It was safe to say that no one saw the sudden marksmanship of Luo Yongxuan coming. Prior to the game against the Formosa Dreamers, Yongxuan had only logged a total of 5 minutes, let alone get off any field goal attempts. It would be understandable if the Dreamers had no scouting report on the 21-year-old forward, given the lack of information to compile on.
So when Yongxuan landed a three-pointer to regain the lead for Chong Son Kung Fu for good midway through the 4th quarter, it was pretty much expected for the Dreamers and fans of the league to be surprised.
When he dropped another important three later after Caelan Tiongson fouled out of the game, there were probably a number of people who were asking themselves “Who is this kid?”.
“We call him Camel,” Tiongson says of his young team mate’s nickname. He explains that the meaning Chinese word Luo (or 驼) is Camel.
“He comes to practice everyday and always has one of those smiles on his face. He’s positive. He works hard. And to come into a game that we’re struggling in, that’s huge.”
Justin Howard also quickly fouled out in the middle of the fourth quarter which left Chong Son Kung Fu in a tight situation. They were already getting pounded down low by Dreamer’s seven-footer Ronnie Aguilar and Tiongson was playing on an injured ankle. Losing Howard to fouls meant that someone had to step up. It was rare to see Luo get on to the court, but no one on his team was surprised when he started making those big shots.
“The way Camel is, I mean he doesn’t get many minutes, but when he comes into practice, he does the same thing.” Howard says. “Comes in and knocks down threes. He’s a consistent shooter.”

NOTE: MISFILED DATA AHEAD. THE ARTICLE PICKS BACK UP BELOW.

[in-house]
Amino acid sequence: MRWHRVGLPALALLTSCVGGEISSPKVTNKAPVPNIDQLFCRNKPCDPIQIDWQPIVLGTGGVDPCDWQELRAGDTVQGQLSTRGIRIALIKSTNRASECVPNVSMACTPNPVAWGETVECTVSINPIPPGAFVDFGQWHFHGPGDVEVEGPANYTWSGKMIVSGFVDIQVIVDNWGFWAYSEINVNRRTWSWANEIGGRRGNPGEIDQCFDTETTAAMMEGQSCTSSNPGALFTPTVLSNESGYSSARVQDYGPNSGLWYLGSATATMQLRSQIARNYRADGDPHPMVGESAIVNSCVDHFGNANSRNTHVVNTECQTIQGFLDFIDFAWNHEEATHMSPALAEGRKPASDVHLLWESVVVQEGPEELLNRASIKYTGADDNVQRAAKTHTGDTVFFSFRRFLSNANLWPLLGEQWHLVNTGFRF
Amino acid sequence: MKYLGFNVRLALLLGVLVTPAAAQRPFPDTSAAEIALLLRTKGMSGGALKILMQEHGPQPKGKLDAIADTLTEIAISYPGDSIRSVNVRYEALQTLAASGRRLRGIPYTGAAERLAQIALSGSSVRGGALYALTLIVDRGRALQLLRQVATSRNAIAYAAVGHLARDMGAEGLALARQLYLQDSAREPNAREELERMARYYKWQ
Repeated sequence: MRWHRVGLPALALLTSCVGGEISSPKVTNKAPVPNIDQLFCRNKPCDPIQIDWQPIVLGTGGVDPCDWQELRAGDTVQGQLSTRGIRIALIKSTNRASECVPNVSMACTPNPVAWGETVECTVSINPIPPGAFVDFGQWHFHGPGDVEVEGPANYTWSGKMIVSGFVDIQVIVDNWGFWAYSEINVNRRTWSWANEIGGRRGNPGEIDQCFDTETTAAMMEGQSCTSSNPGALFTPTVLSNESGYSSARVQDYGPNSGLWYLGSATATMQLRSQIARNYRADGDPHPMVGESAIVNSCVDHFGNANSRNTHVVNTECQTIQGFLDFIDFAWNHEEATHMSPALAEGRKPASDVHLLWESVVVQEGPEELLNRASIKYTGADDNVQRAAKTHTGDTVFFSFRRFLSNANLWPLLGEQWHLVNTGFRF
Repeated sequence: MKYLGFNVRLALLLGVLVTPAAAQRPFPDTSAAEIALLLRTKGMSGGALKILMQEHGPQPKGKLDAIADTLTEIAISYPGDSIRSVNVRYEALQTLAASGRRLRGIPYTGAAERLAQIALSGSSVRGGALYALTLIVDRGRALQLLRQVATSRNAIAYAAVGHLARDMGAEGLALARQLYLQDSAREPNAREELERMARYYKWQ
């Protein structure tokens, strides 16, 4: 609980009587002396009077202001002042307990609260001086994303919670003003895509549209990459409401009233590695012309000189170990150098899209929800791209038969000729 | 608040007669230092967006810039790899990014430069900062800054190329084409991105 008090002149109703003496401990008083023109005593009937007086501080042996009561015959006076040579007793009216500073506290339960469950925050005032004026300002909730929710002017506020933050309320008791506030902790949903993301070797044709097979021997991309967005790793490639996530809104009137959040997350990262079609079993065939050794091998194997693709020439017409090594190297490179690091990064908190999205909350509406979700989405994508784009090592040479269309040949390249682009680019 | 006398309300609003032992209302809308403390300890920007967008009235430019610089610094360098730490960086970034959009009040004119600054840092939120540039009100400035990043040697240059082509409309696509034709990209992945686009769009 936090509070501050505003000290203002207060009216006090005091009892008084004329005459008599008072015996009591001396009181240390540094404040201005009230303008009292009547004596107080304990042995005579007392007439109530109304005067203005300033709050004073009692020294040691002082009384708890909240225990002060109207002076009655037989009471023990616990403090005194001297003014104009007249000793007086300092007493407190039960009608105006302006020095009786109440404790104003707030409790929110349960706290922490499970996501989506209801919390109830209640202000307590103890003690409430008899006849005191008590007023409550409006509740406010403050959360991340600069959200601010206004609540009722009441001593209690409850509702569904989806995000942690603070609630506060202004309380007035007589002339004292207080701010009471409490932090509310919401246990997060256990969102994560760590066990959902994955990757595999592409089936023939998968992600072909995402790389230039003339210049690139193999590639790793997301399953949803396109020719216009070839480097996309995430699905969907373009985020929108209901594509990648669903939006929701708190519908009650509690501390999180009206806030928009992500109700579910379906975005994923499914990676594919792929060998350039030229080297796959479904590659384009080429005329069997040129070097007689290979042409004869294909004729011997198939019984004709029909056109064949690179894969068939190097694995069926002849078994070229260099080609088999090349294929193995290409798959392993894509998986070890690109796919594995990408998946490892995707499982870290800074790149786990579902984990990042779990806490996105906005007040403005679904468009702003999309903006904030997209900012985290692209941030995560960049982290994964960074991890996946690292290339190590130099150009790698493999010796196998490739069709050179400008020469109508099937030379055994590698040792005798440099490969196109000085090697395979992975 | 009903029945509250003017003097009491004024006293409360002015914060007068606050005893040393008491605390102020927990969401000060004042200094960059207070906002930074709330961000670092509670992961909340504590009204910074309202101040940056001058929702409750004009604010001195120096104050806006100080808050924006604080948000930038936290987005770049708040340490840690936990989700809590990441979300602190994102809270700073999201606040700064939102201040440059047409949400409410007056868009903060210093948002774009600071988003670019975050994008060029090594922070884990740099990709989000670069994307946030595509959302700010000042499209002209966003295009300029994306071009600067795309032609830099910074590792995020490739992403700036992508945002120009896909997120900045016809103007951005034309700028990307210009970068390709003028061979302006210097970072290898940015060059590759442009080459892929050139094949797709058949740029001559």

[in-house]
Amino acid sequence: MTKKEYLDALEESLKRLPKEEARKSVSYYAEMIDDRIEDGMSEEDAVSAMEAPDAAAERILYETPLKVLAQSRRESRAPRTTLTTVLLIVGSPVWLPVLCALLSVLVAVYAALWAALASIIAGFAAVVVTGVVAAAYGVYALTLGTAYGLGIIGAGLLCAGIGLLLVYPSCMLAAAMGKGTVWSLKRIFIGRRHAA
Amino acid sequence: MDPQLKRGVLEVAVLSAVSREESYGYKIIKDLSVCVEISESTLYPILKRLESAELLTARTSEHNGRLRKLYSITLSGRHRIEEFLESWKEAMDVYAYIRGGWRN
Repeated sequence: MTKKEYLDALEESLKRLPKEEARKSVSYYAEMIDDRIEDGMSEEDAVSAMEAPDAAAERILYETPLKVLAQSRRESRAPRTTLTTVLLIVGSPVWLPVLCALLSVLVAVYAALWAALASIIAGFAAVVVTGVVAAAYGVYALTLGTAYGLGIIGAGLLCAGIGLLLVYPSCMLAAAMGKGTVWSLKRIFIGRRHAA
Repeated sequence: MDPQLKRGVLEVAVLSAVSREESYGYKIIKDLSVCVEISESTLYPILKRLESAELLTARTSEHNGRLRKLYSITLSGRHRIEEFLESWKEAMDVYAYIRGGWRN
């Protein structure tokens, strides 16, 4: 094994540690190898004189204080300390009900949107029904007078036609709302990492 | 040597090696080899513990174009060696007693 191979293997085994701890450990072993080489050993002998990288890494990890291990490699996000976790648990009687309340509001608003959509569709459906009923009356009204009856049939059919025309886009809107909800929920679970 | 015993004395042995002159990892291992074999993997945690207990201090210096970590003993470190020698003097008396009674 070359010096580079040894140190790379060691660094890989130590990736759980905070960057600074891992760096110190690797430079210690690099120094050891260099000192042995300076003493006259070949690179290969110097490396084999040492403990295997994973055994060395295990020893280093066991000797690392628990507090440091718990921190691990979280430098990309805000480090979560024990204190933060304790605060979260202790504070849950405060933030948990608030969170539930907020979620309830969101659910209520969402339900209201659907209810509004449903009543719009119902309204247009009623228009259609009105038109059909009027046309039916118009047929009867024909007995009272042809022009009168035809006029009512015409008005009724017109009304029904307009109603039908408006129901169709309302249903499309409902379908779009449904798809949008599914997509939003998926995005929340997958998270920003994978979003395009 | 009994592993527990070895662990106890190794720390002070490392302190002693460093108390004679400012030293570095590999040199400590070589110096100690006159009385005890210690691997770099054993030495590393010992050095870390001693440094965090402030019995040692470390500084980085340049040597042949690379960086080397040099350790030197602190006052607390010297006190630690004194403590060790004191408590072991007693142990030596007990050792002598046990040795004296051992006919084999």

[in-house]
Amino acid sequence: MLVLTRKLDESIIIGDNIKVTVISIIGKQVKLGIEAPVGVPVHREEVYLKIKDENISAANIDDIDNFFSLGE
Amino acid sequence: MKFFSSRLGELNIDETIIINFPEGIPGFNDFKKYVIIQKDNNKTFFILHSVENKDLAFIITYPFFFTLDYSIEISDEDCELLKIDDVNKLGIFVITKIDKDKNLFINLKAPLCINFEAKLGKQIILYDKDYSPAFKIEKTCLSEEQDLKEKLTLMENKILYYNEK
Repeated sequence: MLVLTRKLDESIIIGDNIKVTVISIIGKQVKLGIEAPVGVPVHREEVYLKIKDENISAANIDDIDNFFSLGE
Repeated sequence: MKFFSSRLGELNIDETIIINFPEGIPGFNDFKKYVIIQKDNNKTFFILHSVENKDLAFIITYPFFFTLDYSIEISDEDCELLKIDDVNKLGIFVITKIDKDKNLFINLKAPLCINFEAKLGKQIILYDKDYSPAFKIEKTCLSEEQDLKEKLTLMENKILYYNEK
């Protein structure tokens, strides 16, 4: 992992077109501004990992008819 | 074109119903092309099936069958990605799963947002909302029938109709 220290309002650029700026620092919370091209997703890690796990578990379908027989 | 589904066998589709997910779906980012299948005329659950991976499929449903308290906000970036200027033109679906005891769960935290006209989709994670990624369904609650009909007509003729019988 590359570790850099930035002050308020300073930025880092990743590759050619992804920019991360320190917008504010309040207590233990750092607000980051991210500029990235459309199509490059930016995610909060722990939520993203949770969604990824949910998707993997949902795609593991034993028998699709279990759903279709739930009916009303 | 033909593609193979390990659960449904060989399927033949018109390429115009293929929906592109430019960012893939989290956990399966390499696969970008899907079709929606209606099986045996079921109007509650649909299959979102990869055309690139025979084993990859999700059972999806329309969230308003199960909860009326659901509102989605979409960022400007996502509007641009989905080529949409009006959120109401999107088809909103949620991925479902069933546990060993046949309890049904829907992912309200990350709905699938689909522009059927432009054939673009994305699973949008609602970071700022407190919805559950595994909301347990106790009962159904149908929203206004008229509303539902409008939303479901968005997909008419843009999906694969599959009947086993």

It’s that sort of repetition that prepares shooters for big moments, both mentally and physically. It gets them into their groove to be able to tune out surrounding noise and drown them out. Yongxuan might still be ways from that level, but he seems to be on the right path.
“I didn’t feel a lot,” he says when asked about what was going through his mind when he was on the floor.
“I was just focusing on the game.”
Camel’s clutch threes pretty much sealed the deal for Chong Son Kung Fu in getting the win over the Formosa Dreamers and the team’s imports weren’t holding back on letting him know that as they celebrated. For a player that barely just turned 21 a couple of weeks ago and still trying to find his feet, it’s these situations that build up the confidence and set up the right mind set for their development.
“I felt so happy and excited that I can help the team in this game,” Yongxuan said after the game. “[My import team mates] are so good. They always practice with me, step by step to help me get better.”
That bond will be important for Chong Son Kung Fu heading forward into the second half of the season. They will run into more games like this when they need another player outside of the usual Anthony Tucker, Mikh McKinney, Howard, and Tiongson to contribute. This game is certainly a good sign.
“Camel hit big shots and that’s huge for us,” Tiongson says. “Because it shows everyone that, no matter how many minutes you get, even if you don’t get minutes now, we have to go to work everyday. We practice. And that’s where you do your job.
“Camel does his job great, he came in and showed us that.”
“Our local guys did a great job filling in,” Anthony Tucker said. “I mean, Camel was making shots. Zhao [Yongmao] made some good plays down the stretch, he was physical on the paint. Liu [Zankun] was great on defense as usual. So our local players came in, played great, and they helped us.”
For fans and opposing teams, it might have been a surprise to watch as Luo dropped those long range bombs over and over again. It might have been a surprise to watch as star players struggle against Liu Zankun. But for their team mates?
“We’re not surprised,” Tucker cooly says. “We see them do it every day.”